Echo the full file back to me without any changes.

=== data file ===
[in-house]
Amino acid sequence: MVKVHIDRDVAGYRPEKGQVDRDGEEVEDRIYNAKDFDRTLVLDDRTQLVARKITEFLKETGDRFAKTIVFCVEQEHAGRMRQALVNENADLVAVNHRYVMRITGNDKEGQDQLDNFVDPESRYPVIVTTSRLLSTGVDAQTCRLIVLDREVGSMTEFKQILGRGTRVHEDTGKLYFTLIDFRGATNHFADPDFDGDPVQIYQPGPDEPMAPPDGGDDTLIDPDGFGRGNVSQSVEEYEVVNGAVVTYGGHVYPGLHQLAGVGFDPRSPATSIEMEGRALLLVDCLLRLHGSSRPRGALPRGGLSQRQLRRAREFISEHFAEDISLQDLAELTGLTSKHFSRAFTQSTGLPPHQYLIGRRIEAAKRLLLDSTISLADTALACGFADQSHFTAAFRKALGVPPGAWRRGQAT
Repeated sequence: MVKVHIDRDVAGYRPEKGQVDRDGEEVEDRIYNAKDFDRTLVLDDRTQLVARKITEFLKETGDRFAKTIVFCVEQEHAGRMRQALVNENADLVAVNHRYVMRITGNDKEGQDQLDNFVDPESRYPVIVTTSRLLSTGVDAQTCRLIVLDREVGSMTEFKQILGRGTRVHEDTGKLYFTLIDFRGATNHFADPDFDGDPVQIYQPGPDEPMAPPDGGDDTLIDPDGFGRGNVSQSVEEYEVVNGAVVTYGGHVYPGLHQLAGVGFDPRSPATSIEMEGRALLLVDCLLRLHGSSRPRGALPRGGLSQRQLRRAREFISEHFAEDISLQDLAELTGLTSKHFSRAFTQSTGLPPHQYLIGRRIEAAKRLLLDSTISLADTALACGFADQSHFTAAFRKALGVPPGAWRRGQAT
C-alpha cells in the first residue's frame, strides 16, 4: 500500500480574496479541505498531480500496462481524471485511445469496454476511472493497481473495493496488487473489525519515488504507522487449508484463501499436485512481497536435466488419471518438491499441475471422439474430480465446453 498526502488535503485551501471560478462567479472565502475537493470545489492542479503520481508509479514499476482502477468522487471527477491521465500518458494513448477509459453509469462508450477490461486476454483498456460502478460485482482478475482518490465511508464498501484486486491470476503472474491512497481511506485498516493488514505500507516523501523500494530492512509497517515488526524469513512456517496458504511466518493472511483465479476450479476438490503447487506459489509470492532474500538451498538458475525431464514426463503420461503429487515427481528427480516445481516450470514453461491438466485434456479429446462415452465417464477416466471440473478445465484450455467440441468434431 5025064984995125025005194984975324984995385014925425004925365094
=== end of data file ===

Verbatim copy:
[in-house]
Amino acid sequence: MVKVHIDRDVAGYRPEKGQVDRDGEEVEDRIYNAKDFDRTLVLDDRTQLVARKITEFLKETGDRFAKTIVFCVEQEHAGRMRQALVNENADLVAVNHRYVMRITGNDKEGQDQLDNFVDPESRYPVIVTTSRLLSTGVDAQTCRLIVLDREVGSMTEFKQILGRGTRVHEDTGKLYFTLIDFRGATNHFADPDFDGDPVQIYQPGPDEPMAPPDGGDDTLIDPDGFGRGNVSQSVEEYEVVNGAVVTYGGHVYPGLHQLAGVGFDPRSPATSIEMEGRALLLVDCLLRLHGSSRPRGALPRGGLSQRQLRRAREFISEHFAEDISLQDLAELTGLTSKHFSRAFTQSTGLPPHQYLIGRRIEAAKRLLLDSTISLADTALACGFADQSHFTAAFRKALGVPPGAWRRGQAT
Repeated sequence: MVKVHIDRDVAGYRPEKGQVDRDGEEVEDRIYNAKDFDRTLVLDDRTQLVARKITEFLKETGDRFAKTIVFCVEQEHAGRMRQALVNENADLVAVNHRYVMRITGNDKEGQDQLDNFVDPESRYPVIVTTSRLLSTGVDAQTCRLIVLDREVGSMTEFKQILGRGTRVHEDTGKLYFTLIDFRGATNHFADPDFDGDPVQIYQPGPDEPMAPPDGGDDTLIDPDGFGRGNVSQSVEEYEVVNGAVVTYGGHVYPGLHQLAGVGFDPRSPATSIEMEGRALLLVDCLLRLHGSSRPRGALPRGGLSQRQLRRAREFISEHFAEDISLQDLAELTGLTSKHFSRAFTQSTGLPPHQYLIGRRIEAAKRLLLDSTISLADTALACGFADQSHFTAAFRKALGVPPGAWRRGQAT
C-alpha cells in the first residue's frame, strides 16, 4: 500500500480574496479541505498531480500496462481524471485511445469496454476511472493497481473495493496488487473489525519515488504507522487449508484463501499436485512481497536435466488419471518438491499441475471422439474430480465446453 498526502488535503485551501471560478462567479472565502475537493470545489492542479503520481508509479514499476482502477468522487471527477491521465500518458494513448477509459453509469462508450477490461486476454483498456460502478460485482482478475482518490465511508464498501484486486491470476503472474491512497481511506485498516493488514505500507516523501523500494530492512509497517515488526524469513512456517496458504511466518493472511483465479476450479476438490503447487506459489509470492532474500538451498538458475525431464514426463503420461503429487515427481528427480516445481516450470514453461491438466485434456479429446462415452465417464477416466471440473478445465484450455467440441468434431 5025064984995125025005194984975324984995385014925425004925365094